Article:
Bob Jarman thought it would be a toss up. Rick Hughes knew it'd be close.
And Jamie Stephens, while not wholly surprised by the outcome of the April 23 countywide County Council election, is grateful for the sizable margin by which voters backed his reelection bid.
That wasn't the case back in the fall of 2010, when Stephens, the council's current chairman, endured four weeks of limbo before results of a recount confirmed his win over then-incumbent Bob Myhr and a victory in his second campaign for the county council.
"It seemed like it just kept going on and on, for almost a month, and after it was over I'd still only won by just 11 votes," he recalls.
This time around, Stephens won handily.
A two-year council incumbent and former port commissioner, he earned a decisive win by outpacing 33-year-old Brian McClerren, a political newcomer making a first-ever run for public office, by garnering 57 percent of total ballots cast -- 3,640 votes to 2,737 votes -- in the District 3 council race. He gathered a majority of votes in 17 of the county's 19 voting precincts, losing San Juan Southeast and San Juan North by a combined 27 votes -- and prevailed convincingly in District 3.
Stephens, endorsed by both the local Democratic party and the San Juans three elected state representatives, Sen. Kevin Ranker (D-Orcas), and 40th District House representatives Kristine Lytton and Jeff Morris, out-raised and outspent McClerran more than 2-to-1 over the course of the campaign. McClerran who drew a boost from the only political action committee involved in the campaign, Trust Islanders!, spent $6,470 in campaign funds, compared to $15,628 by Stephens, who raised a total of $19,399, according to the state Public Disclosure Commission.
With roughly 60 ballots remaining to be counted, voter turnout for the April 23 election, the first countywide election in seven years, excluding February's primary, totals nearly 59 percent. All remaining ballots will be counted May 1; date of certification for the election is May 7.
With the die now cast on the April 23 election, the council will now shift from a 6-person panel of part-time legislators to a 3-person body with legislative duties and with responsibility over day-to-day operations of county government. Each will earn $75,000 a year, plus benefits.
The council will soon select someone to fill the role of county manager, whose duties include assisting in the county's daily management.
Stephens said a top priority for the newly elected council will be managing the transition ahead, such as selecting a manager, meeting with department supervisors and other county elected officials, defining roles and establishing priorities.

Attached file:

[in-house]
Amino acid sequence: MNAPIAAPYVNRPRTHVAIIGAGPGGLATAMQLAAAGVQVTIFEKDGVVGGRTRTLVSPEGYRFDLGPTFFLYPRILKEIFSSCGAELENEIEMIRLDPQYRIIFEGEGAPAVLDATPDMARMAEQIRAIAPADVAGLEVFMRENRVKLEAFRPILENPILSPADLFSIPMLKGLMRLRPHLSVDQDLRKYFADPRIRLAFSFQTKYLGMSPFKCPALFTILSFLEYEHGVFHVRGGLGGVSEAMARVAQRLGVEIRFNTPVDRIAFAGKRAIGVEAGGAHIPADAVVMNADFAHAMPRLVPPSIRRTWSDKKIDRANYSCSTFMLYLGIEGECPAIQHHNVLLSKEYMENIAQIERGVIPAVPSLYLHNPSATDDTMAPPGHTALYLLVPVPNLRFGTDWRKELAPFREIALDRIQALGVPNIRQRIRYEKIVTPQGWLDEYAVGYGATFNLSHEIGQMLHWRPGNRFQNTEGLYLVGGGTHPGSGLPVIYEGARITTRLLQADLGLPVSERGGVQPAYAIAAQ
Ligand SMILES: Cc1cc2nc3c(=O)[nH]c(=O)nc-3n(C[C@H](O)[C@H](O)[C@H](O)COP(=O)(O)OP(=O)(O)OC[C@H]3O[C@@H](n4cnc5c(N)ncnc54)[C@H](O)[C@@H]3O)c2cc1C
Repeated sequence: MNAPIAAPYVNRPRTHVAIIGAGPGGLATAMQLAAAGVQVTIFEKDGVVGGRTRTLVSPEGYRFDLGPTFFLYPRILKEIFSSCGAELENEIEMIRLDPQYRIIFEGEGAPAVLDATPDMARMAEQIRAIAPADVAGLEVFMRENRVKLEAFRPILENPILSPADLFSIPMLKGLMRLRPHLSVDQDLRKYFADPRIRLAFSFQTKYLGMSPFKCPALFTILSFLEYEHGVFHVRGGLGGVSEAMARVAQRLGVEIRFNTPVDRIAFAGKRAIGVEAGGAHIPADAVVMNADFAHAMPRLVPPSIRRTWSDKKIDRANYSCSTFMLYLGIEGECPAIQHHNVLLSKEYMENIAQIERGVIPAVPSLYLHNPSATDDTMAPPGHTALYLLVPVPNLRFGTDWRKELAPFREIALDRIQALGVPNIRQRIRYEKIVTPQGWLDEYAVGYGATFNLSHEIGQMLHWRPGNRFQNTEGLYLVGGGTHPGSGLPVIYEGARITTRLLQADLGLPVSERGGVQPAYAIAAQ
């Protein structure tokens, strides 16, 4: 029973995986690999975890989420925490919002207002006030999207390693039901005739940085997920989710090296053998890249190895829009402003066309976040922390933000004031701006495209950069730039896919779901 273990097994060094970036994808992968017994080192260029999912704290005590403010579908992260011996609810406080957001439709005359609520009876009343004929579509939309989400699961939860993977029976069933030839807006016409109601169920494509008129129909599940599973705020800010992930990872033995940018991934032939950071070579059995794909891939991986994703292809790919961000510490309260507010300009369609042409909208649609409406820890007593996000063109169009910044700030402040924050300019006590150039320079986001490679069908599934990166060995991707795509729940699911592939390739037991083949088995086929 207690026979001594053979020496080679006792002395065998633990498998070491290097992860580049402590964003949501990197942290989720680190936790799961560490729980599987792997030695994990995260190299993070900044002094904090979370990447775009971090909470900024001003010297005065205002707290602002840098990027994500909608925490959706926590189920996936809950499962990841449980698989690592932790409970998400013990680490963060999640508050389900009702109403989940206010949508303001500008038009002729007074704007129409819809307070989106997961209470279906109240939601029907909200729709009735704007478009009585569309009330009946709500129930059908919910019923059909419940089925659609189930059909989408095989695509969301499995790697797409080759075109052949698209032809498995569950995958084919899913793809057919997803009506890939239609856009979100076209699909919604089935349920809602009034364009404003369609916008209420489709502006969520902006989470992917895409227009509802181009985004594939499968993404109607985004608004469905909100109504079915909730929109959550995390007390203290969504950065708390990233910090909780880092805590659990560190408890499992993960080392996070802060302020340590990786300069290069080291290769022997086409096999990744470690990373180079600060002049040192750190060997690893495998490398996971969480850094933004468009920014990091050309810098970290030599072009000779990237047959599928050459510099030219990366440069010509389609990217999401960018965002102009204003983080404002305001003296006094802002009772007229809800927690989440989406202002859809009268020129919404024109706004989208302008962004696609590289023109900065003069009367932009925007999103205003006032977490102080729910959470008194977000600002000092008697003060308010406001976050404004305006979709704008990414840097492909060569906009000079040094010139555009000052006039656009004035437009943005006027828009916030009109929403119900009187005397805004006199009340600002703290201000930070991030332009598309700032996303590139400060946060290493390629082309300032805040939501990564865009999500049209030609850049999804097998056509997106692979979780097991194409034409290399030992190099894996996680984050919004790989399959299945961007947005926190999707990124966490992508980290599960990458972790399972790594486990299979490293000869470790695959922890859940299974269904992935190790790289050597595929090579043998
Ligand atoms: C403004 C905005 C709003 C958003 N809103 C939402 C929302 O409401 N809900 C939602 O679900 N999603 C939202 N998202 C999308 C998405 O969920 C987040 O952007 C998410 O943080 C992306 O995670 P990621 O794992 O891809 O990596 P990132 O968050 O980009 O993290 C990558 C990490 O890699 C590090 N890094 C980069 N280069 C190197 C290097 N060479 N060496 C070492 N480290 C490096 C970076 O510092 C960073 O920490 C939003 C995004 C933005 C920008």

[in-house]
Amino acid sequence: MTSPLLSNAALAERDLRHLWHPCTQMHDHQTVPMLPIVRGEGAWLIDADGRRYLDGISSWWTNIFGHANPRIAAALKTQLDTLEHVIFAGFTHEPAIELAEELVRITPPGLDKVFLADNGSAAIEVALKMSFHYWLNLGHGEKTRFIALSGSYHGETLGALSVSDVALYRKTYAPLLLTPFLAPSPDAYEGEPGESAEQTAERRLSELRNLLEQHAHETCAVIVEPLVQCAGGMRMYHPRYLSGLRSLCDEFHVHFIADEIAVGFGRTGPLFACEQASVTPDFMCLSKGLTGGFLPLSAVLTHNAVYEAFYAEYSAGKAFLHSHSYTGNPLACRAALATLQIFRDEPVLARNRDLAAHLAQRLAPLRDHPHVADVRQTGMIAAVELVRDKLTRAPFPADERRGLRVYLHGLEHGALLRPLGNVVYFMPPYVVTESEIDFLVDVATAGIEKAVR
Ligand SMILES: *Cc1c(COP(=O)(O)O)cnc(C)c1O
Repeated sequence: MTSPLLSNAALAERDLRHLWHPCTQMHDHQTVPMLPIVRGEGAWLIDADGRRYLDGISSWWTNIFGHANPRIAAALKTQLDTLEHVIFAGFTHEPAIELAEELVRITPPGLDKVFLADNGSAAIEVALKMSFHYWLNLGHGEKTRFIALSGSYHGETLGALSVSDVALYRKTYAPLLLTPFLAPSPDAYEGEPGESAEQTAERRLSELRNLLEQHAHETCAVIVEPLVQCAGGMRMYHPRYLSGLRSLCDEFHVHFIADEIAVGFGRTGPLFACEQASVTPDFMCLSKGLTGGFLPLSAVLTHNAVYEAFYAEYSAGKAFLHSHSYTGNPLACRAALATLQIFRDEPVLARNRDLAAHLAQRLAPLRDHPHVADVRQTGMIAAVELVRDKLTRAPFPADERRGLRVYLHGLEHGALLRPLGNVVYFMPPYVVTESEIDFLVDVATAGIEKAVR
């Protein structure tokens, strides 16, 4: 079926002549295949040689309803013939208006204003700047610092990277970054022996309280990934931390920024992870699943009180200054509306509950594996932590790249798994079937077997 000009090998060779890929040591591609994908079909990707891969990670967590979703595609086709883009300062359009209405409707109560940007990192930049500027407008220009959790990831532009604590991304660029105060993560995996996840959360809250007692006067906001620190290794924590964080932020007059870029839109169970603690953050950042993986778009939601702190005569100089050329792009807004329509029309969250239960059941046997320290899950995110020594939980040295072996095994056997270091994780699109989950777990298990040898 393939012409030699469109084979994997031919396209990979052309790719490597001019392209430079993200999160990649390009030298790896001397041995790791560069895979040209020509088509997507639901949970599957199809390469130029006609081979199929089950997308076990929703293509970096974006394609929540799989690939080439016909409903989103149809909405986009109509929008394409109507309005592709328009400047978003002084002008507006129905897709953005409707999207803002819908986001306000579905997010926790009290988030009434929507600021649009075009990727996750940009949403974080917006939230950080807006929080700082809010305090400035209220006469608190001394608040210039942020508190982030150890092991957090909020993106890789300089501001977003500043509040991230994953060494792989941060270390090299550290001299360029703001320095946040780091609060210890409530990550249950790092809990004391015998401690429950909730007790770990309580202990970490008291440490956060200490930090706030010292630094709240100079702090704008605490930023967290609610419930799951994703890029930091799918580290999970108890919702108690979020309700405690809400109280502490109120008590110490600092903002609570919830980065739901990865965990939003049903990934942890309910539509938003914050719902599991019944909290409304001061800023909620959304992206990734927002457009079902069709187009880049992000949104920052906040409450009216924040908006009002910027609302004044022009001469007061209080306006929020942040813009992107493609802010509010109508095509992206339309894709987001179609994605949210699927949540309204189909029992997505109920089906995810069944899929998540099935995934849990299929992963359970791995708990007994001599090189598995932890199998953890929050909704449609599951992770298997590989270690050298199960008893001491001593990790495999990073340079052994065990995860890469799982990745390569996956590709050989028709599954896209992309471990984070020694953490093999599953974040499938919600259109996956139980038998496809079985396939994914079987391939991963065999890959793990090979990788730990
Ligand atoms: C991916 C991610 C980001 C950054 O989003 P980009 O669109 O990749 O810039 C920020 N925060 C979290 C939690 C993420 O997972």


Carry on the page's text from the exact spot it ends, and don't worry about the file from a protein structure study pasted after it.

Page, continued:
"I think it'll be really important how all that gets handled," he said. "I think we'll be able to do that well."
While Stephens' margin of victory proved decisive, his fellow council incumbents, Hughes and Jarman, only squeaked past their respective opponents.
Jarman, who defeated former councilwoman Lovel Pratt in a "district-only" council election in November, outpaced Pratt in the April election by just 70 votes, his second victory over Pratt in six months.
A fire district commissioner and former longtime manager with the local telephone company, CenturyTel, Jarman came in second behind Pratt in February's three-way primary, after defeating her by only 99 votes in November. Still, he felt odds of winning the April election were at least even, if not better, after a review of the primary results.
"When I looked at the primary numbers I felt pretty sure I'd get most of Marc's votes (Councilman Marc Forlenza), and that it would be a pretty close race," Jarman said. "Then when it got down to the wire and anyone would ask me, I's say, 'just toss a coin'. But I felt pretty good about my chances."
Jarman had 50.5 percent of votes cast in the District 1 race -- 3,372 to 3,302, with 60 ballots left to count. He prevailed in all nine of District 1's voting precincts, and with a combined 548-vote advantage from those precincts, overcame his opponent's combined 478-vote advantage in District 2 (Orcas) and District 3 (Lopez/Shaw).
Beginning with the charter changes approved in November, Jarman believes voters are restless for change. Like McClerren, he also drew the endorsement and support from Trust Islanders! support and endorsement.
"I think people want change or were just frustrated by the ways things were going," he said. "The majority I think want to see some change and have someone take a fresh look at things."
Much like Jarman, Hughes came in second in February's three-way primary, trailing Lisa Byers, making a first-ever bid for public office, by nearly 20 percent. He anticipated that supporters of council candidate Greg Ayers, eliminated in the primary, were likely jump on his bandwagon. If they did, Hughes thought his chance of winning a close race would be good.
Claiming 51 percent of votes cast in the District 2 race, Hughes prevailed in his bid for reelection by 148 votes. While Byers, director of Orcas Island's affordable housing group, Of People and Land, garnered a 388-vote combined advantage in District 3's four voting precincts, Hughes eclipsed that with gaining 331 more votes on San Juan Island and 205 more on Orcas.
"I'm thrilled with Orcas West's support for me and with Eastsound too," he said. "And my hat's off to San Juan Island, they're a lot of the reason why I'm here."